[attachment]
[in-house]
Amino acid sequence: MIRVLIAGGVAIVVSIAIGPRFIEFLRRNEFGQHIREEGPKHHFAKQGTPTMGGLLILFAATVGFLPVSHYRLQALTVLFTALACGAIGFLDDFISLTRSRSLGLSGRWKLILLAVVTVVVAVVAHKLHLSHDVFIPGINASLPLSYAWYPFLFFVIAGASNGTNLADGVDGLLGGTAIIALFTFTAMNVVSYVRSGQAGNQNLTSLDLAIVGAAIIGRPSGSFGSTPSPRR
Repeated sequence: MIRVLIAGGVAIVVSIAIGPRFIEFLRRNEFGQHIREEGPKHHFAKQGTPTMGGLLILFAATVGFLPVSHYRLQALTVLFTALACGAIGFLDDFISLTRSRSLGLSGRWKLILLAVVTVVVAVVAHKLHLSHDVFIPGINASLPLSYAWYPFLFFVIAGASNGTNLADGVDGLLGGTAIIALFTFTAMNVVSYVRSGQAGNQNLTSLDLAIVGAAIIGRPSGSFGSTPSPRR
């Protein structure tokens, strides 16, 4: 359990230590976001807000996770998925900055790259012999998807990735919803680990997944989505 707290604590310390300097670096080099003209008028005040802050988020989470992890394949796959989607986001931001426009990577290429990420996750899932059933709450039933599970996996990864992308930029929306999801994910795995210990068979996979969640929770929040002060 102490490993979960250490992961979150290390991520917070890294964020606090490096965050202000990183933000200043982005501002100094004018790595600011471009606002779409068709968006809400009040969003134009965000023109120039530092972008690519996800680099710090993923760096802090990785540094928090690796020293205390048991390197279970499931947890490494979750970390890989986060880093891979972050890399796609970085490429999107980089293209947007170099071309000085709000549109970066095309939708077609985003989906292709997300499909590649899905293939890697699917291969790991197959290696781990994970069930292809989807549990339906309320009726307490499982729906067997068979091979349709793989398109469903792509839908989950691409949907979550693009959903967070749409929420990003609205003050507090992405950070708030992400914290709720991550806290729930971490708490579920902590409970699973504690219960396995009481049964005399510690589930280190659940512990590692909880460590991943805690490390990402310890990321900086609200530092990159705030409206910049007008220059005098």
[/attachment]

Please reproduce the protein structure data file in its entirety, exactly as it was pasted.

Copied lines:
[in-house]
Amino acid sequence: MIRVLIAGGVAIVVSIAIGPRFIEFLRRNEFGQHIREEGPKHHFAKQGTPTMGGLLILFAATVGFLPVSHYRLQALTVLFTALACGAIGFLDDFISLTRSRSLGLSGRWKLILLAVVTVVVAVVAHKLHLSHDVFIPGINASLPLSYAWYPFLFFVIAGASNGTNLADGVDGLLGGTAIIALFTFTAMNVVSYVRSGQAGNQNLTSLDLAIVGAAIIGRPSGSFGSTPSPRR
Repeated sequence: MIRVLIAGGVAIVVSIAIGPRFIEFLRRNEFGQHIREEGPKHHFAKQGTPTMGGLLILFAATVGFLPVSHYRLQALTVLFTALACGAIGFLDDFISLTRSRSLGLSGRWKLILLAVVTVVVAVVAHKLHLSHDVFIPGINASLPLSYAWYPFLFFVIAGASNGTNLADGVDGLLGGTAIIALFTFTAMNVVSYVRSGQAGNQNLTSLDLAIVGAAIIGRPSGSFGSTPSPRR
């Protein structure tokens, strides 16, 4: 359990230590976001807000996770998925900055790259012999998807990735919803680990997944989505 707290604590310390300097670096080099003209008028005040802050988020989470992890394949796959989607986001931001426009990577290429990420996750899932059933709450039933599970996996990864992308930029929306999801994910795995210990068979996979969640929770929040002060 102490490993979960250490992961979150290390991520917070890294964020606090490096965050202000990183933000200043982005501002100094004018790595600011471009606002779409068709968006809400009040969003134009965000023109120039530092972008690519996800680099710090993923760096802090990785540094928090690796020293205390048991390197279970499931947890490494979750970390890989986060880093891979972050890399796609970085490429999107980089293209947007170099071309000085709000549109970066095309939708077609985003989906292709997300499909590649899905293939890697699917291969790991197959290696781990994970069930292809989807549990339906309320009726307490499982729906067997068979091979349709793989398109469903792509839908989950691409949907979550693009959903967070749409929420990003609205003050507090992405950070708030992400914290709720991550806290729930971490708490579920902590409970699973504690219960396995009481049964005399510690589930280190659940512990590692909880460590991943805690490390990402310890990321900086609200530092990159705030409206910049007008220059005098």